Today’s college students are more connected than ever: from smartphones and computers to gaming systems and smart TVs. Whether they’re attending online classes, accessing library resources, collaborating via Skype, or streaming movies, the impact on existing IP networks is considerable. So are security and privacy concerns.
Research projects, large data sets, increasing requirements for compute, the need to share large visual files and videos, and more are driving IT investments, which have now converged with what was “telephony” investments as real-time communications and have moved from “voice” to “voice as an application.”

The good news about cloud communications is that the transformation to the cloud doesn’t have to be as hard as other technology changes over the last few decades. IP-PBX, for example, can be leveraged when the data, applications, services, and features can be systematically moved into a software-defined environment.

Schools and university leaders are moving quickly to cloud communications for all the right reasons: cloud is more flexible, less expensive, more secure, and easier to manage with less people. Cloud communications are more automated, provisioning of services is more efficient, and reporting on behaviors is more advanced.

The latest innovations in calling and messaging technology allow for both session initiation protocol (SIP) and short message service to be fully integrated with each other, while also integrated with applications including virtual classrooms, study groups, research groups (including globally distributed research groups), and more.

4 reasons to replace outdated phone services

Moving to SIP trunking, for example, versus traditional phone services can benefit schools operationally and in the student experience by making it possible to send out alerts in the event of a campus emergency to not only students, faculty, and administrators, but to their friends and families as well as to community responders and the media.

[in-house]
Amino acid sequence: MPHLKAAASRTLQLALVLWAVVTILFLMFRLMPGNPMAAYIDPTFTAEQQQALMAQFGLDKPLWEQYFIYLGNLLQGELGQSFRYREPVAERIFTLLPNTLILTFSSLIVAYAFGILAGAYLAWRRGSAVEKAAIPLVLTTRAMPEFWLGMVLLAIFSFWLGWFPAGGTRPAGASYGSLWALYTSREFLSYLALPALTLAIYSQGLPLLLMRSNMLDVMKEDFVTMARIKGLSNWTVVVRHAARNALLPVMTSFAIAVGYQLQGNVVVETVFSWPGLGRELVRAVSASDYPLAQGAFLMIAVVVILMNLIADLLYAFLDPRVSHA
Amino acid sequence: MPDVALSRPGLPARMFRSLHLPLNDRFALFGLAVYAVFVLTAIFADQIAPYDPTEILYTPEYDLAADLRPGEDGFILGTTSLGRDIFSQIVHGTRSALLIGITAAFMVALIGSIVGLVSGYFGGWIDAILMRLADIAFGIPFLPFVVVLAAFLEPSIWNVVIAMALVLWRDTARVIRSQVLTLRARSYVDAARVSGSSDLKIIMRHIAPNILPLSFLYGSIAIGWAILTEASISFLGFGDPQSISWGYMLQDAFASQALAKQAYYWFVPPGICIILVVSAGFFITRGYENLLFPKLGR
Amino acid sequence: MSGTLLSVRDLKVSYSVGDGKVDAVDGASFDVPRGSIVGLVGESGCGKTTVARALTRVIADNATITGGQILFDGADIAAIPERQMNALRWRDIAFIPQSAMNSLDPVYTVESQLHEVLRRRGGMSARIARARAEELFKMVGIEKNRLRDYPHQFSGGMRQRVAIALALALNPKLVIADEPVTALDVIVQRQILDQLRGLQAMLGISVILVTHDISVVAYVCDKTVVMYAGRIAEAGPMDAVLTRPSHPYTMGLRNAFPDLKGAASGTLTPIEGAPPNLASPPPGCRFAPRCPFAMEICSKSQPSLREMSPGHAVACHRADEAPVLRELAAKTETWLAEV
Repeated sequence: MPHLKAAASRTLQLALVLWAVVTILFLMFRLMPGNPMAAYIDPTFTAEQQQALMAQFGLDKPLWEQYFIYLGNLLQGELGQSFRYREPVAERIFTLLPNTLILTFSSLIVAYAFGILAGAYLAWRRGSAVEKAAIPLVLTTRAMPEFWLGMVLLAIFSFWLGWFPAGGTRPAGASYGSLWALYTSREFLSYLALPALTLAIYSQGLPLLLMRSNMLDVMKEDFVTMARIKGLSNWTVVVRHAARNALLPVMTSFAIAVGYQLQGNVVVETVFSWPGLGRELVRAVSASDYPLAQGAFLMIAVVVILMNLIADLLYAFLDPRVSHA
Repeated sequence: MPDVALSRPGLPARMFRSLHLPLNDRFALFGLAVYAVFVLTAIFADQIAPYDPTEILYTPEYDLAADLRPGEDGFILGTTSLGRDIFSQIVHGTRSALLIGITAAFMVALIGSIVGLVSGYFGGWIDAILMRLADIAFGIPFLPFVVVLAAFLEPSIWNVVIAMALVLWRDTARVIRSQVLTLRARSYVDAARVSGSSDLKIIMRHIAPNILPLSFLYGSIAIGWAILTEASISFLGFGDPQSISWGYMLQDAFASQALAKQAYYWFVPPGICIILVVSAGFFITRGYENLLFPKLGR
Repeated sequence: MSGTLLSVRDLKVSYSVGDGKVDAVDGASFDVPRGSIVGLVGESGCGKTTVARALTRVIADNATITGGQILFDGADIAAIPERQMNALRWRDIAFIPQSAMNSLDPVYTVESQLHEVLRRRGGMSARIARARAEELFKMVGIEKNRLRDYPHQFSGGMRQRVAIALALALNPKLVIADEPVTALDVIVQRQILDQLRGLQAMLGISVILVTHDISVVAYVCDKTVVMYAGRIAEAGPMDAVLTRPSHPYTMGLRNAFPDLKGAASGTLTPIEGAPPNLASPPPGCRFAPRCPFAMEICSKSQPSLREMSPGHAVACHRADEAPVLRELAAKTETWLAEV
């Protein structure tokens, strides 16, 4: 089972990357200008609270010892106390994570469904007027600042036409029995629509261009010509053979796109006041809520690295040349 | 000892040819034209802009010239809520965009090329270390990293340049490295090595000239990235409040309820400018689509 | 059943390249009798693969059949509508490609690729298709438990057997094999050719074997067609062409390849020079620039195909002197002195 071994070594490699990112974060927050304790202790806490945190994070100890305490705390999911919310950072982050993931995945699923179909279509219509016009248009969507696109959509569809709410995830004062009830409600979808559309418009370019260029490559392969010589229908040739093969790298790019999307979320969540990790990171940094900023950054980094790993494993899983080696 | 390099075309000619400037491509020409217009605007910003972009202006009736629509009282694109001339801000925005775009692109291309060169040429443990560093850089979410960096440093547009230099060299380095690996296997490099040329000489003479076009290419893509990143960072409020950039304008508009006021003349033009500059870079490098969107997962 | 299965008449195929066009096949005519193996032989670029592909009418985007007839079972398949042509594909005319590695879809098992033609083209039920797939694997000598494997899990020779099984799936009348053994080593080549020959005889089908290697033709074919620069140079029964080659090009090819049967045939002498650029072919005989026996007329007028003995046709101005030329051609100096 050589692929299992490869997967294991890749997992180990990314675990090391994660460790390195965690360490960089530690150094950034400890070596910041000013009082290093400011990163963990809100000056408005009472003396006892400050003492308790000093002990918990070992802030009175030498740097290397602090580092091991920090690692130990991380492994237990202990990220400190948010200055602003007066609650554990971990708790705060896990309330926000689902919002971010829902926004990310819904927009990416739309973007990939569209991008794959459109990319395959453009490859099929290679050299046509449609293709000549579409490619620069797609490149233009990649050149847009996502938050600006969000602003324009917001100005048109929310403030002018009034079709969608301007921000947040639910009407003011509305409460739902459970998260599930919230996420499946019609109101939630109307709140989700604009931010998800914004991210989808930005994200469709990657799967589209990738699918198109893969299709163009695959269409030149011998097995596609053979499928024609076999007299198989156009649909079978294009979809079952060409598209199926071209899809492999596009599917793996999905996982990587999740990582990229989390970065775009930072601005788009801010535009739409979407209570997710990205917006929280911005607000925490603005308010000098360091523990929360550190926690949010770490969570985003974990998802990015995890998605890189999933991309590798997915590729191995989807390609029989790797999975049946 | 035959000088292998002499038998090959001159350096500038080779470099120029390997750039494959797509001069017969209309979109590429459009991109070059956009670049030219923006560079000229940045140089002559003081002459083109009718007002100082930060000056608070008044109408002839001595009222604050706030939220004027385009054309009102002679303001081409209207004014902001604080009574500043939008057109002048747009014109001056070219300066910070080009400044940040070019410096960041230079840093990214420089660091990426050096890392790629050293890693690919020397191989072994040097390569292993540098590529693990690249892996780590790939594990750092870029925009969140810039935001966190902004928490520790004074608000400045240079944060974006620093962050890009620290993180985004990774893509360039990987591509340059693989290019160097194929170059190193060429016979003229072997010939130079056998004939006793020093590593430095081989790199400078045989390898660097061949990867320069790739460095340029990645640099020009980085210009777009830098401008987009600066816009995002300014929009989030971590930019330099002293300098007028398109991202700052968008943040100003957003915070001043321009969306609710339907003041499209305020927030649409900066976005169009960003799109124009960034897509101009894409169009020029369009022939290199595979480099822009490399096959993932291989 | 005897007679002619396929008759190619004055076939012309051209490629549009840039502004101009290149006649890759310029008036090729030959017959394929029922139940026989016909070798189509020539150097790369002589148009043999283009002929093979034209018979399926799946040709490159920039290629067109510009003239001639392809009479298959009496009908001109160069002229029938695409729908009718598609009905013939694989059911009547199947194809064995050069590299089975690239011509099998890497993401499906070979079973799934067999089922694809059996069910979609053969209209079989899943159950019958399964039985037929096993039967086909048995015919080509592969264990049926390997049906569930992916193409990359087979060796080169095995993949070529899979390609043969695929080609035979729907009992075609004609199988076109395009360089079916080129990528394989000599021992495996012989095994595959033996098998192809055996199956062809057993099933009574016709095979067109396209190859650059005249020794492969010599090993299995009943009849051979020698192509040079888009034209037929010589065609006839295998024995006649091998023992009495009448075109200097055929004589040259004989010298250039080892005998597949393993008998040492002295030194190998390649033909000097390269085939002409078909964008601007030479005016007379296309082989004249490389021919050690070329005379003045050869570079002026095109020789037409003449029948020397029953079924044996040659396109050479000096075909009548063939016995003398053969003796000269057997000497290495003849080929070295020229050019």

According to one study, 54 percent of school IT executives said the top benefit of cloud communications was reducing operating costs. Other benefits include:

1. Reduced staffing costs. Work can now be done via easy-to-use, secure online dashboards, making it possible to reduce staff by more than half.

2. Improved reliability. Power outages and natural disasters no longer impact communications when services are hosted in resilient data centers.

3. Reduced equipment expenses. By transitioning to SIP, colleges can eliminate the investment in on-premise IP equipment or network infrastructure.

4. Increased portability. SIP and cloud make it possible to be in contact from anywhere at any time, without having to be tied to a classroom or desk.

Well beyond these significant cost savings, cloud communications are the platform for the digital-education future. Traditional schools can now compete with online institutions by rolling out their own virtual-learning offerings.

Cloud communications platforms contribute to an unprecedented level of agility for educational institutions, scaling up and down to meet changing needs, expanding out from the physical campus to the virtual world, and connecting people between campuses and schools anywhere in the world.

About the Author:

Patrick Joggerst is chief marketing officer and executive vice president of business development for Ribbon Communications, a secure real-time communications company. Previously, he was executive vice president of global sales & marketing for GENBAND. He has an accomplished career in communications spanning three decades, having managed sales and marketing organizations for both telecommunications service providers and technology suppliers. Prior to GENBAND, Patrick served as vice president of global sales for BroadSoft, a leading provider of software and services that enable service providers to offer unified communications over their IP networks.

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